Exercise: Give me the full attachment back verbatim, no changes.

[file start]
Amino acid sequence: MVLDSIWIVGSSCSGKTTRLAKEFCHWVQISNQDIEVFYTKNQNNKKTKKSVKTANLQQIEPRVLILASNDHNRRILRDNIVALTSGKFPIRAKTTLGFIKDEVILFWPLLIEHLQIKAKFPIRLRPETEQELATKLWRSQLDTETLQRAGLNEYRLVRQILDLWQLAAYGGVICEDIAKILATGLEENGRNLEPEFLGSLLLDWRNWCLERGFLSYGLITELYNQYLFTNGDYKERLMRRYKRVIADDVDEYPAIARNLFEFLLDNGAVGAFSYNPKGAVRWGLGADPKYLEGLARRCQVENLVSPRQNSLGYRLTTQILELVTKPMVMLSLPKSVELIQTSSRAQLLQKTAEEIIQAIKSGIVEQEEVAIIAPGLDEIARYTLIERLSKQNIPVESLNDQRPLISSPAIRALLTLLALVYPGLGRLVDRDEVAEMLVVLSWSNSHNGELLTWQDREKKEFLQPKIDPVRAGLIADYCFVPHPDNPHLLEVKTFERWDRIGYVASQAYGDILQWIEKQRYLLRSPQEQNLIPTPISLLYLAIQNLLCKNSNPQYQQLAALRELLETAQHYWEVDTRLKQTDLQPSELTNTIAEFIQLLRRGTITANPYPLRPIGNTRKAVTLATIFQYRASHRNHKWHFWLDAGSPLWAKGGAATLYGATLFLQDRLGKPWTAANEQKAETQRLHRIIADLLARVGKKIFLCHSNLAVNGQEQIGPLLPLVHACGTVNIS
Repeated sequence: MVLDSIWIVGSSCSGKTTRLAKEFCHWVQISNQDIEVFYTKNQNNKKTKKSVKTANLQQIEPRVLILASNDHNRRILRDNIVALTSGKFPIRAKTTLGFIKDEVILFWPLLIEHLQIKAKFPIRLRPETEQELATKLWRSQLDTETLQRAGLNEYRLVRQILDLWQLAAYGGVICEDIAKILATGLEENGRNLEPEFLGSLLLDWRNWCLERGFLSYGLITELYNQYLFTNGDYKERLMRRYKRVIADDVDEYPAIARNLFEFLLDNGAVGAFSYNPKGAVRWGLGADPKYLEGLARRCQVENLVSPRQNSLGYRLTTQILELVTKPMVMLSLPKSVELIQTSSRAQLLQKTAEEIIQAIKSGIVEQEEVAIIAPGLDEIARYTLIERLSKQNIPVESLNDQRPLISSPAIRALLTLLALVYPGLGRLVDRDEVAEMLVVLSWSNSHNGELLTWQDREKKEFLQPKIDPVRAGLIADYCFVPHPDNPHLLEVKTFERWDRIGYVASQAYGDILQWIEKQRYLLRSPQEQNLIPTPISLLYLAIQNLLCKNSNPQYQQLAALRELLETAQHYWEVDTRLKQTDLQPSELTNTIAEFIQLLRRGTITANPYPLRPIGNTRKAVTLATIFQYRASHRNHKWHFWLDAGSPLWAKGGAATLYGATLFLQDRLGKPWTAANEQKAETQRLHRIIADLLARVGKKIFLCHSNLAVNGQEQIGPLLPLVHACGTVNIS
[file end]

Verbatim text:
Amino acid sequence: MVLDSIWIVGSSCSGKTTRLAKEFCHWVQISNQDIEVFYTKNQNNKKTKKSVKTANLQQIEPRVLILASNDHNRRILRDNIVALTSGKFPIRAKTTLGFIKDEVILFWPLLIEHLQIKAKFPIRLRPETEQELATKLWRSQLDTETLQRAGLNEYRLVRQILDLWQLAAYGGVICEDIAKILATGLEENGRNLEPEFLGSLLLDWRNWCLERGFLSYGLITELYNQYLFTNGDYKERLMRRYKRVIADDVDEYPAIARNLFEFLLDNGAVGAFSYNPKGAVRWGLGADPKYLEGLARRCQVENLVSPRQNSLGYRLTTQILELVTKPMVMLSLPKSVELIQTSSRAQLLQKTAEEIIQAIKSGIVEQEEVAIIAPGLDEIARYTLIERLSKQNIPVESLNDQRPLISSPAIRALLTLLALVYPGLGRLVDRDEVAEMLVVLSWSNSHNGELLTWQDREKKEFLQPKIDPVRAGLIADYCFVPHPDNPHLLEVKTFERWDRIGYVASQAYGDILQWIEKQRYLLRSPQEQNLIPTPISLLYLAIQNLLCKNSNPQYQQLAALRELLETAQHYWEVDTRLKQTDLQPSELTNTIAEFIQLLRRGTITANPYPLRPIGNTRKAVTLATIFQYRASHRNHKWHFWLDAGSPLWAKGGAATLYGATLFLQDRLGKPWTAANEQKAETQRLHRIIADLLARVGKKIFLCHSNLAVNGQEQIGPLLPLVHACGTVNIS
Repeated sequence: MVLDSIWIVGSSCSGKTTRLAKEFCHWVQISNQDIEVFYTKNQNNKKTKKSVKTANLQQIEPRVLILASNDHNRRILRDNIVALTSGKFPIRAKTTLGFIKDEVILFWPLLIEHLQIKAKFPIRLRPETEQELATKLWRSQLDTETLQRAGLNEYRLVRQILDLWQLAAYGGVICEDIAKILATGLEENGRNLEPEFLGSLLLDWRNWCLERGFLSYGLITELYNQYLFTNGDYKERLMRRYKRVIADDVDEYPAIARNLFEFLLDNGAVGAFSYNPKGAVRWGLGADPKYLEGLARRCQVENLVSPRQNSLGYRLTTQILELVTKPMVMLSLPKSVELIQTSSRAQLLQKTAEEIIQAIKSGIVEQEEVAIIAPGLDEIARYTLIERLSKQNIPVESLNDQRPLISSPAIRALLTLLALVYPGLGRLVDRDEVAEMLVVLSWSNSHNGELLTWQDREKKEFLQPKIDPVRAGLIADYCFVPHPDNPHLLEVKTFERWDRIGYVASQAYGDILQWIEKQRYLLRSPQEQNLIPTPISLLYLAIQNLLCKNSNPQYQQLAALRELLETAQHYWEVDTRLKQTDLQPSELTNTIAEFIQLLRRGTITANPYPLRPIGNTRKAVTLATIFQYRASHRNHKWHFWLDAGSPLWAKGGAATLYGATLFLQDRLGKPWTAANEQKAETQRLHRIIADLLARVGKKIFLCHSNLAVNGQEQIGPLLPLVHACGTVNIS